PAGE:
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Dog facts most dog owners do not know

By on July 27, 2015

These 7 amazing facts about dogs may come to change your perspective on your trusted companion, for the best

The guilty-look – overrated

Studies found those adorable puppy dog eyes are not a sign of guilt. They are just the way we interpret a dog’s reaction in response to ours.

It’s true that in some photos or videos they look guilty of doing something they shouldn’t have, but nevertheless behaviourists insist dogs lack shame. Dogs who were wrongly accused often looked more “guilty” than those who really deserved to be scolded. The guilty look – head cowered, ears back, eyes droopy – yet a very expressive mimic, is a response to the owner’s reaction over the damage they did hours earlier or did not do at all.

“I am not saying that dogs might not feel guilt, just that the ‘guilty look’ is not an indication of it,” said the author of the research, Alexandra Horowitz, from Barnard College in New York City. She also believes there is a difference between guilt and shame, when it comes to dogs also.

Dogs can actually see colours

With just two cones in their eyes for colour detection, while we have three, dogs can actually see colours, just not as vivid as humans do. It is a common myth that dogs can only see in black and white: they can easily detect blue and yellow scale, but they are red-green colour-blind. For humans, this is called deuteranopia and it is a condition that affects a substantial percentage of the human population. For dogs, it is just the normal way they see the world.

On the other hand, as a plus, they have better night vision than humans.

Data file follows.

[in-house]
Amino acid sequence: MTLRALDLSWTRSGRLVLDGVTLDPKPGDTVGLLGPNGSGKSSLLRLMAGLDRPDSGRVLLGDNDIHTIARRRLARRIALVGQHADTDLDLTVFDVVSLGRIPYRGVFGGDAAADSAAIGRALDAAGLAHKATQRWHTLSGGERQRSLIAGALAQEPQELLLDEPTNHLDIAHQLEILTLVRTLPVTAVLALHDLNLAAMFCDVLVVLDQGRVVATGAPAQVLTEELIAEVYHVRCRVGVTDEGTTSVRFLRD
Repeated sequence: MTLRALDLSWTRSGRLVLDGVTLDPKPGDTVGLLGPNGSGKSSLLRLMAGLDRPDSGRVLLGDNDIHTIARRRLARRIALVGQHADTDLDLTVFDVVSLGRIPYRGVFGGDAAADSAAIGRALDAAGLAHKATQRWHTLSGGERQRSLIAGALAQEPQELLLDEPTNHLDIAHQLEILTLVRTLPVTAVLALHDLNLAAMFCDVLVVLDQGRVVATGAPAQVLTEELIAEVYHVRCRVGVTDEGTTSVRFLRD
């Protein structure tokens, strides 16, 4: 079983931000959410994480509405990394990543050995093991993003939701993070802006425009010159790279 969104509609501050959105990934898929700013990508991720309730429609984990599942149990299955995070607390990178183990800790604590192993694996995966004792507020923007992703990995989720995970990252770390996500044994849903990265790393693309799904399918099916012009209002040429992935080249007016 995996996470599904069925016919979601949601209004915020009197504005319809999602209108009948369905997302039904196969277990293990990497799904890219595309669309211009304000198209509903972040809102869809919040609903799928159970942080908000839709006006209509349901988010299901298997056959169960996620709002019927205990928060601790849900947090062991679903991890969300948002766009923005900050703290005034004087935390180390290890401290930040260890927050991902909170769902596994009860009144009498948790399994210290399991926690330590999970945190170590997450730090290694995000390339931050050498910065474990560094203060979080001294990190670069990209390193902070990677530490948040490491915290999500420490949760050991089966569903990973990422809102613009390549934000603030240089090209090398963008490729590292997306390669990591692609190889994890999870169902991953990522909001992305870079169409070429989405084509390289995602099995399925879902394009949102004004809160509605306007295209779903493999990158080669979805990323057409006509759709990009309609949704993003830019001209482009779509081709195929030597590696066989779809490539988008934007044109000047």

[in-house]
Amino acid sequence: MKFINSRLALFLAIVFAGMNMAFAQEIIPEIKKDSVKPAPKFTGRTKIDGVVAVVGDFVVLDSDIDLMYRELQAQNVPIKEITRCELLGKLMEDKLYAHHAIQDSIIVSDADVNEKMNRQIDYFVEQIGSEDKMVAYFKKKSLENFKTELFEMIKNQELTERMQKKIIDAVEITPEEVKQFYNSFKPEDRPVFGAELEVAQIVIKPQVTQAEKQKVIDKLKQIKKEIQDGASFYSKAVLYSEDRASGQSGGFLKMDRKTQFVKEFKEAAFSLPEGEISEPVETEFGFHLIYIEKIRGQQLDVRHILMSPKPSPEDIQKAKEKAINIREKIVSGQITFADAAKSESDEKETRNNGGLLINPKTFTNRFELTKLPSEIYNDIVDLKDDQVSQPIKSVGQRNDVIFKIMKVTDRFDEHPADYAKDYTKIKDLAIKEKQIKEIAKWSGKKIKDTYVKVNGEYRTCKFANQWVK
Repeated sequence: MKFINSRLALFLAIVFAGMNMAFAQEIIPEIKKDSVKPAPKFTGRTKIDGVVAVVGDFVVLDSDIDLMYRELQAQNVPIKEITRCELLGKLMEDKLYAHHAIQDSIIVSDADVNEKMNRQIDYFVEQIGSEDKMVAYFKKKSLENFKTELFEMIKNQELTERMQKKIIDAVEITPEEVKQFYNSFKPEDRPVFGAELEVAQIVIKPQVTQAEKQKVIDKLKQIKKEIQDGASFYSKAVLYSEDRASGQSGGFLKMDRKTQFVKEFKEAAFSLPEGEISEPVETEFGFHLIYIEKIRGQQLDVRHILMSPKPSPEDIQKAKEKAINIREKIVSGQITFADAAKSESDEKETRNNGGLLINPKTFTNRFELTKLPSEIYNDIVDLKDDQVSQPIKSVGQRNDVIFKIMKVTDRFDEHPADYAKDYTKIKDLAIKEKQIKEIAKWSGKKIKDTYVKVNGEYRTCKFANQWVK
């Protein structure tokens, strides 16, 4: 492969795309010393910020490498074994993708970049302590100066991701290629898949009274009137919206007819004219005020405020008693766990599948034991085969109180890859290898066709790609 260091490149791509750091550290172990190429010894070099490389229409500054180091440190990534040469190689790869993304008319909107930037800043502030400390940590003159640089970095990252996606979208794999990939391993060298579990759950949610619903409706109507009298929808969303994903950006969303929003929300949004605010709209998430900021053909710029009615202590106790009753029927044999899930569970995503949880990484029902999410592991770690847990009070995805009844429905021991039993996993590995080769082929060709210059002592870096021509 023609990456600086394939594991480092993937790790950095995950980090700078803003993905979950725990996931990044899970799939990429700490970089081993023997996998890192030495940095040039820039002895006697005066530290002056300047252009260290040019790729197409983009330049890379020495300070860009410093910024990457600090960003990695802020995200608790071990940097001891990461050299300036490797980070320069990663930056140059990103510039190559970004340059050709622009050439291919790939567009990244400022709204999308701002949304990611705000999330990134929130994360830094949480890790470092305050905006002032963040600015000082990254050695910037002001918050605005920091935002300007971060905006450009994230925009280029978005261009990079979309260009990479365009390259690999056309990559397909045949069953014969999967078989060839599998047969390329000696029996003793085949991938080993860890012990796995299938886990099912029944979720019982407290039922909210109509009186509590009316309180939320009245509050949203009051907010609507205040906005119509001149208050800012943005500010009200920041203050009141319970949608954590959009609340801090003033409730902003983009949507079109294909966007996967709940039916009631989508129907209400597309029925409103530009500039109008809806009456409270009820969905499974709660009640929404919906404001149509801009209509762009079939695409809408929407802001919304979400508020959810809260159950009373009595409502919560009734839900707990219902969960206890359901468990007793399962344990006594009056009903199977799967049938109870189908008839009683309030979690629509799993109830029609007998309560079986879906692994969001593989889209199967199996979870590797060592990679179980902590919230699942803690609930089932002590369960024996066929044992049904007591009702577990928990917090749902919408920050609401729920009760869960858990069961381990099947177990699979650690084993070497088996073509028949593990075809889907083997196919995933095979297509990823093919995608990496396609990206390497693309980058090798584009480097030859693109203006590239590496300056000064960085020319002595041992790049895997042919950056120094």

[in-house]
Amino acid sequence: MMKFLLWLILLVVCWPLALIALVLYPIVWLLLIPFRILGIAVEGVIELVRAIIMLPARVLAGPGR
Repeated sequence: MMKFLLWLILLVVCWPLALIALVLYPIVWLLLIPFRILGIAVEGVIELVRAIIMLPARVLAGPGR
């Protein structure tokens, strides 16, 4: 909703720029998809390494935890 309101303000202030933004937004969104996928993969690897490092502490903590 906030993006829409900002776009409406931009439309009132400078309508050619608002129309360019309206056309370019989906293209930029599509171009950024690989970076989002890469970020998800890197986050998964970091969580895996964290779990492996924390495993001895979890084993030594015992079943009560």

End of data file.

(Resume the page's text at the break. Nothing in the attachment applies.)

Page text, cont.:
Dogs can smell disease and save your life

Research at the Schillerhohe Hospital in Germany found dogs have an incredible ability to recognize the smell of organic compounds that can sometimes indicate serious health problems. Your dog can actually smell cancer, diabetes and the early signs of an epileptic seizure. Scientist are eager to perform a few more research in the future, for a dog’s nose can be an incredibly useful tool to diagnose incipient stages of disease, which allows therapy to be instituted earlier and maximize the chances of recovery.

Wagging tail – happy or not?

Apparently, dogs wag their tail to the right when they’re happy and to the left when they are frightened. Low wagging means they are curious and insecure, while rapid movements accompanied by muscle tension or dilated pupils can signal aggression.

Tail wagging language is a very relevant pointer about how your dog is feeling, if you know how to read the signs.

A nose like a fingerprint

Their nose print is actually unique, just as human fingerprints are. The combination of ridges and creases can actually be used to identify them. No two dog noses are the same. This is a very important information for dogs identification methods around the world.

Small dogs dream big

Everybody who owns a dog had at least once witnessed the twitching or whimpering while their dogs sleep. Dogs have the same sleep brain wave patterns as humans, so they dream, just like we do. What is even more surprising is the fact that not all dogs dream the same amount of dreams. Small dogs have more dreams than big dogs, once every 10 minutes, whereas a big dog may dream once every hour.

They don’t call it puppy love for nothing

The concept that dogs can feel deep love, similar to humans, was suggested by anthropologist Elizabeth Marshall Thomas, author of “The Social Lives of Dogs”, after behavioural studies on two dogs, separated by their owners. Also, Paul Zak, Professor at Claremont Graduate University in California, found that a dog’s brain releases oxytocin – the love hormone – when interacting both with humans and other dogs, just the same as human brains do when hugging or kissing the loved one.

Man’s best friend always has the capacity to surprise us. Either you were aware of these facts about your furry friend or not, we can all agree on one thing: every-day life with a dog can be a very happy journey, because dogs are simply amazing.

 

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About Laura Parvan

Medical professional, blogging passionate, with a high interest in social media impact on health-care information.

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